Compare any two graphics cards:
GeForce 8600 GT 1GB GDDR3 vs Radeon R7 360
IntroThe GeForce 8600 GT 1GB GDDR3 features a GPU core speed of 540 MHz, and the 1024 MB of GDDR3 memory is set to run at 700 MHz through a 128-bit bus. It also features 32 Stream Processors, 16 Texture Address Units, and 8 ROPs.
Compare those specifications to the Radeon R7 360, which features core clock speeds of 1050 MHz on the GPU, and 1625 MHz on the 2048 MB of GDDR5 memory. It features 768 SPUs along with 48 Texture Address Units and 16 ROPs.
Power Usage and Theoretical Benchmarks
Power Consumption (Max TDP)
The Radeon R7 360 should in theory be much faster than the GeForce 8600 GT 1GB GDDR3 in general. (explain)
Texel RateThe Radeon R7 360 will be a lot (approximately 483%) faster with regards to texture filtering than the GeForce 8600 GT 1GB GDDR3. (explain)
Pixel RateIf using a high screen resolution is important to you, then the Radeon R7 360 is superior to the GeForce 8600 GT 1GB GDDR3, and very much so. (explain)
Please note that the above 'benchmarks' are all just theoretical - the results were calculated based on the card's specifications, and real-world performance may (and probably will) vary at least a bit.
Please note that the price comparisons are based on search keywords - sometimes it might show cards with very similar names that are not exactly the same as the one chosen in the comparison. We do try to filter out the wrong results as best we can, though.
Memory Bandwidth: Memory bandwidth is the max amount of data (measured in MB per second) that can be moved across the external memory interface within a second. It's calculated by multiplying the card's bus width by its memory speed. In the case of DDR memory, the result should be multiplied by 2 once again. If DDR5, multiply by ANOTHER 2x. The higher the card's memory bandwidth, the better the card will be in general. It especially helps with AA, HDR and higher screen resolutions.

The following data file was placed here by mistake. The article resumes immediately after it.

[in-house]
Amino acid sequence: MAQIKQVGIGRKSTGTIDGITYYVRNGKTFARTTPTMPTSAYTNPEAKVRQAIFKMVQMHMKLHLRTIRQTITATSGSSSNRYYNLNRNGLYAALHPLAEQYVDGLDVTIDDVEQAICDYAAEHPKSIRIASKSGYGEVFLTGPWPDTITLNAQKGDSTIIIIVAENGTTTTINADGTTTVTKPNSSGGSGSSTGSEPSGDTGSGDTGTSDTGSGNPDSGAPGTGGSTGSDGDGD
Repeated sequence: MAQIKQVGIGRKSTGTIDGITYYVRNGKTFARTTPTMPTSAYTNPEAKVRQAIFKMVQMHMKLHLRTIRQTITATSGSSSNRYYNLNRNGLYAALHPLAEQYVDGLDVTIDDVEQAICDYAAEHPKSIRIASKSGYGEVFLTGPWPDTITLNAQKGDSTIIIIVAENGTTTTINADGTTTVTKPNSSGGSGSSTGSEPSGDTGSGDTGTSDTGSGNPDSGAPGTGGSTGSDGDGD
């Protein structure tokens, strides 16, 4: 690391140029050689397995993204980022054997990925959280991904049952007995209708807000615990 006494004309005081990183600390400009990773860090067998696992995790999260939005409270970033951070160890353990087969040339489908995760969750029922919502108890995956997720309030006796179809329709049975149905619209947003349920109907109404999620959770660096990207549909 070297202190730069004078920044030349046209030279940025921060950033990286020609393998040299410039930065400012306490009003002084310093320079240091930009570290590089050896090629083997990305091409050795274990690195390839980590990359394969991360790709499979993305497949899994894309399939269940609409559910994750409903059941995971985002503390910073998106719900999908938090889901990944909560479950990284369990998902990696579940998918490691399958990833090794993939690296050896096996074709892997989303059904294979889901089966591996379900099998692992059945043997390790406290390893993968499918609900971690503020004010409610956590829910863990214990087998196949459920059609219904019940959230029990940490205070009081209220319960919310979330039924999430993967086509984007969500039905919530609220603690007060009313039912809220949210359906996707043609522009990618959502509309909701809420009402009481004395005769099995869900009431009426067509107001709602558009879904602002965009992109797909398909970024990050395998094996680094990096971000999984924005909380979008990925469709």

Texel Rate: Texel rate is the maximum texture map elements (texels) that are processed in one second. This is worked out by multiplying the total amount of texture units by the core speed of the chip. The better the texel rate, the better the card will be at handling texture filtering (anisotropic filtering - AF). It is measured in millions of texels processed per second.
Pixel Rate: Pixel rate is the maximum number of pixels the graphics card could possibly record to the local memory in a second - measured in millions of pixels per second. The figure is calculated by multiplying the amount of ROPs by the the card's clock speed. ROPs (Raster Operations Pipelines - also sometimes called Render Output Units) are responsible for drawing the pixels (image) on the screen. The actual pixel fill rate is also dependant on lots of other factors, especially the memory bandwidth - the lower the bandwidth is, the lower the potential to reach the maximum fill rate.